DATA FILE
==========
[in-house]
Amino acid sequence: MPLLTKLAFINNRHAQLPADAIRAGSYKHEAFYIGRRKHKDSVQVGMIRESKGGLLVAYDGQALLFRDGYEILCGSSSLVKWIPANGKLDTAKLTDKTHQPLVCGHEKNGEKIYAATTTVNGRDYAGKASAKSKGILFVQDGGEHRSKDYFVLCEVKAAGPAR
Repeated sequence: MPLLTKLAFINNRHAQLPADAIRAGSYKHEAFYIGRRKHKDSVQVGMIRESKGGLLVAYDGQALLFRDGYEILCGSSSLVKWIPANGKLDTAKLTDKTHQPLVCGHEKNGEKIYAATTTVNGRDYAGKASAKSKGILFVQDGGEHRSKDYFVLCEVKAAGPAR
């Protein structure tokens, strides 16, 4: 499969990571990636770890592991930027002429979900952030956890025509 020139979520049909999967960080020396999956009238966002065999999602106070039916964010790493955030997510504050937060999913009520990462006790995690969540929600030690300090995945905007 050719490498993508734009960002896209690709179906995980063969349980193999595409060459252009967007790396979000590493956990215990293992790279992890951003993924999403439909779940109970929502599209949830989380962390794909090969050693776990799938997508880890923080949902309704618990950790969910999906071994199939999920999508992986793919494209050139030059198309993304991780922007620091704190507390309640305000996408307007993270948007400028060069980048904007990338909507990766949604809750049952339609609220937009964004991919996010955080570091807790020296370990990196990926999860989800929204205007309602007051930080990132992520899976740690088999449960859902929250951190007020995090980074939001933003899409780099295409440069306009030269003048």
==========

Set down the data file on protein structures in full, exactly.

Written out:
[in-house]
Amino acid sequence: MPLLTKLAFINNRHAQLPADAIRAGSYKHEAFYIGRRKHKDSVQVGMIRESKGGLLVAYDGQALLFRDGYEILCGSSSLVKWIPANGKLDTAKLTDKTHQPLVCGHEKNGEKIYAATTTVNGRDYAGKASAKSKGILFVQDGGEHRSKDYFVLCEVKAAGPAR
Repeated sequence: MPLLTKLAFINNRHAQLPADAIRAGSYKHEAFYIGRRKHKDSVQVGMIRESKGGLLVAYDGQALLFRDGYEILCGSSSLVKWIPANGKLDTAKLTDKTHQPLVCGHEKNGEKIYAATTTVNGRDYAGKASAKSKGILFVQDGGEHRSKDYFVLCEVKAAGPAR
């Protein structure tokens, strides 16, 4: 499969990571990636770890592991930027002429979900952030956890025509 020139979520049909999967960080020396999956009238966002065999999602106070039916964010790493955030997510504050937060999913009520990462006790995690969540929600030690300090995945905007 050719490498993508734009960002896209690709179906995980063969349980193999595409060459252009967007790396979000590493956990215990293992790279992890951003993924999403439909779940109970929502599209949830989380962390794909090969050693776990799938997508880890923080949902309704618990950790969910999906071994199939999920999508992986793919494209050139030059198309993304991780922007620091704190507390309640305000996408307007993270948007400028060069980048904007990338909507990766949604809750049952339609609220937009964004991919996010955080570091807790020296370990990196990926999860989800929204205007309602007051930080990132992520899976740690088999449960859902929250951190007020995090980074939001933003899409780099295409440069306009030269003048």